Actually, I want more than just having Golden Rice — I want it to be widely available to people who eat rice as a staple food. And I want to see the results of that consumption in the decrease in the number of children worldwide who go blind because of vitamin A deficiency.
To recap briefly, vitamin A deficiency causes not only blindness, but also increased susceptibility to infectious diseases because of its impact on the immune system. Beta-carotene is a precursor to vitamin A, and although excess doses of vitamin A can be damaging, there has been no toxicity associated with beta-carotene.
Some have argued that the way to deal with lack of vitamin A is periodic supplementation with high-dose vitamin A, and this route is already in place in many developing countries, but high dose supplementation only lasts 4 to 6 months and thus must be repeated. According to UNICEF, in 2013, vitamin A deficiency was a widespread public health problem — in sub-Saharan Africa it affected nearly half of children between the ages of 6 to 59 months, and in South Asia, about 44 percent of such children were deemed deficient. But, the agency reported, by 2015 only 70 percent of targeted children were reached with vitamin A supplementation.
Further, even where supplementation is available, not all individuals in an area will get it — the programs are primarily focused on young children and pregnant women. But fortification of a staple food with beta-carotene could improve the status of all individuals — even adult men and non-pregnant adult women would lose their sight if they had a long-term deficiency. And some research indicates that golden rice can be as or more effective than either supplements or spinach in delivering beta-carotene to those who need it — as we reviewed here.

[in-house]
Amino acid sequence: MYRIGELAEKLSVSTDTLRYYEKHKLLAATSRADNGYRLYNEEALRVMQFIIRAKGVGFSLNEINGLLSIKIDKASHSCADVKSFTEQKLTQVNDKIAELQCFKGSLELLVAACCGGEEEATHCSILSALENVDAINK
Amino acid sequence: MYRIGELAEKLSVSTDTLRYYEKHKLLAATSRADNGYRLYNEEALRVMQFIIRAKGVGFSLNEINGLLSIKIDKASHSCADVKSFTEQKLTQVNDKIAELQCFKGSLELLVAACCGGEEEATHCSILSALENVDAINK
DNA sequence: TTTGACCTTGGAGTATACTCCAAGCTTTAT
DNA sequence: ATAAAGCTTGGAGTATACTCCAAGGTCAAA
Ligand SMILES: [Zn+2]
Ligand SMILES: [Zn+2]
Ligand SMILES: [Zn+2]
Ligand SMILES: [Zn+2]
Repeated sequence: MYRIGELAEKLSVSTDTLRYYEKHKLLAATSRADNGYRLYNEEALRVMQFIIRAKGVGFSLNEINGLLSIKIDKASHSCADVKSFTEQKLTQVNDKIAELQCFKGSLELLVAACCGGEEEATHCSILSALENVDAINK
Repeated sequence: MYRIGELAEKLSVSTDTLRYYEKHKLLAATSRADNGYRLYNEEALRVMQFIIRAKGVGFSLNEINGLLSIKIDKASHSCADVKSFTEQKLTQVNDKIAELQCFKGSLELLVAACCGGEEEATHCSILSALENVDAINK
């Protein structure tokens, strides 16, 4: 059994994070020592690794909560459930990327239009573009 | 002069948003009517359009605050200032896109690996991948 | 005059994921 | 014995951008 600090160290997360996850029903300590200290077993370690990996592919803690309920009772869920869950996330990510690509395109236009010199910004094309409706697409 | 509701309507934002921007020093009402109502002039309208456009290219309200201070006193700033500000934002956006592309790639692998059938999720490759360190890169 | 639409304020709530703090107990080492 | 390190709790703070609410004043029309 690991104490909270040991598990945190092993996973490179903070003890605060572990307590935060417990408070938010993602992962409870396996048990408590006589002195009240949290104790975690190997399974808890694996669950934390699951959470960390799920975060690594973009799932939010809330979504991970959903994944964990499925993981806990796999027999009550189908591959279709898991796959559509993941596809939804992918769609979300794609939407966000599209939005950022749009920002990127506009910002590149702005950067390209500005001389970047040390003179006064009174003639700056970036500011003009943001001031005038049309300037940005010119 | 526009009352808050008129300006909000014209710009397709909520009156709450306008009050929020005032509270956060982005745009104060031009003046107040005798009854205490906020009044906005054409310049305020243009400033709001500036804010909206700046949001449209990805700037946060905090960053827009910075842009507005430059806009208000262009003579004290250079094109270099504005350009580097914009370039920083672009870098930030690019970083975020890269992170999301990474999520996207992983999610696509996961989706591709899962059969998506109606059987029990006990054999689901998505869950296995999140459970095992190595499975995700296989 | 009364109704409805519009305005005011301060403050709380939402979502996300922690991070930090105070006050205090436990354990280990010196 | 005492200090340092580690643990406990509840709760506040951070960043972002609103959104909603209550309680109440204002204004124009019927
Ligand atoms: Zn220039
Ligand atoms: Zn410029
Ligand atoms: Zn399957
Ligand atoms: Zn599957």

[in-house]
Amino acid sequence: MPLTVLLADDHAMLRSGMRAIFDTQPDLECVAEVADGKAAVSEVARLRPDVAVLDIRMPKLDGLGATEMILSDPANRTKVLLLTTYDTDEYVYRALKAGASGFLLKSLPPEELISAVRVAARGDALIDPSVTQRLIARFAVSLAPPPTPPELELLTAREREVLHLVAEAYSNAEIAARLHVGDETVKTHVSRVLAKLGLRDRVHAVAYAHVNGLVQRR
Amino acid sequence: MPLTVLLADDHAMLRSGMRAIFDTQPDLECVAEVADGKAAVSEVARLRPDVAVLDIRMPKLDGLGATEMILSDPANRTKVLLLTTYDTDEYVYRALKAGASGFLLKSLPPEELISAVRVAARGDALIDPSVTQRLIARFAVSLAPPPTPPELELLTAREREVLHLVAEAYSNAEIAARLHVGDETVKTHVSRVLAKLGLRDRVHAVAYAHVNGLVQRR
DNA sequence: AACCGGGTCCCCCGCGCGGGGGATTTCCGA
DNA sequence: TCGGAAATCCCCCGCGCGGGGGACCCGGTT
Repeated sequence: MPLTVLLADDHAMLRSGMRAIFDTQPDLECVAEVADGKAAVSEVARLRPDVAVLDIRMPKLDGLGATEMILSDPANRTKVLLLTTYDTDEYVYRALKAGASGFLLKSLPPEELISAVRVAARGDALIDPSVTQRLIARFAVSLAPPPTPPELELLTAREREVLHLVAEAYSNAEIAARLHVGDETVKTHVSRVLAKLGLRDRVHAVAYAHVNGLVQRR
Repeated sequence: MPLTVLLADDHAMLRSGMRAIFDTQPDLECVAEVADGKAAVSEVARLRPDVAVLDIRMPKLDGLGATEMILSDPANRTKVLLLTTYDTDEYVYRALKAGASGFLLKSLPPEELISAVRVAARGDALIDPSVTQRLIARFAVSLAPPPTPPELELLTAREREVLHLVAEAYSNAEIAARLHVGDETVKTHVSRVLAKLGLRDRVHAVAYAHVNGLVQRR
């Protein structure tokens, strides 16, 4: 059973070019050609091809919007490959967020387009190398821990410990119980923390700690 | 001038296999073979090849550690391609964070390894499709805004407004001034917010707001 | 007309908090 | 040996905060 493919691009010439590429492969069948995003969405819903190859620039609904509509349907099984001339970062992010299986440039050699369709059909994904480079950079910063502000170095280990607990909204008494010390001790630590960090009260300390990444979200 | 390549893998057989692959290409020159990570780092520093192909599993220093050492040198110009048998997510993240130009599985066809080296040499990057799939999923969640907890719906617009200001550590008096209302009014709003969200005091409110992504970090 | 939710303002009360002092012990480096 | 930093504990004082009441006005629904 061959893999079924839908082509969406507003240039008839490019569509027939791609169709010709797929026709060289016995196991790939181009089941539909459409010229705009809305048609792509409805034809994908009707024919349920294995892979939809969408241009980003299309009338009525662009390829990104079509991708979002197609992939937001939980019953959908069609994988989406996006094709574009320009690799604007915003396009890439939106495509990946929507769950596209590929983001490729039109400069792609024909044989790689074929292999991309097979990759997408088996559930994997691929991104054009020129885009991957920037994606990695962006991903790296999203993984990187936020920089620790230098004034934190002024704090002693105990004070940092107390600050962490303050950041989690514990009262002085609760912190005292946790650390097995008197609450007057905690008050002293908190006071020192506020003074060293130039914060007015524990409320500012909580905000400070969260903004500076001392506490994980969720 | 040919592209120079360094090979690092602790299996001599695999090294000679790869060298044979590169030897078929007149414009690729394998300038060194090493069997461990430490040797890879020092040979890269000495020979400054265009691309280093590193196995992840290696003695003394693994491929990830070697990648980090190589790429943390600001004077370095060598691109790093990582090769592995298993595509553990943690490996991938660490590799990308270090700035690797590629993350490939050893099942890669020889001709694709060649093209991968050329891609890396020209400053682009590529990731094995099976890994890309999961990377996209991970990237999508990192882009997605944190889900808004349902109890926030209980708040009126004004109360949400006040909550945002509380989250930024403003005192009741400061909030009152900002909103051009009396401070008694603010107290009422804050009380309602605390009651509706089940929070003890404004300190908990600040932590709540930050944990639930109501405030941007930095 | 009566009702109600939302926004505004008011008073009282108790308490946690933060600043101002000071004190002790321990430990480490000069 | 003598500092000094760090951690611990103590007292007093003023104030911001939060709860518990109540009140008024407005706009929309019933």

Yet anti-GMO activists such as Greenpeace have railed against the use of this life-saving product of genetic engineering, although we've never heard them complain about using genetically engineered insulin to treat diabetes. Obviously, they pick their targets carefully.
Soon there will also be Golden Potatoes, genetically engineered to contain beta-carotene, which will perform a similar function for populations that depend on these tubers as dietary staples — particularly in areas of Central and West Africa. We can likely expect Greenpeace and its ilk to weigh in against these as well. However, I hope that the development and approval of these potatoes moves rapidly in spite of them, so that soon I can add them to my list of stocking stuffers!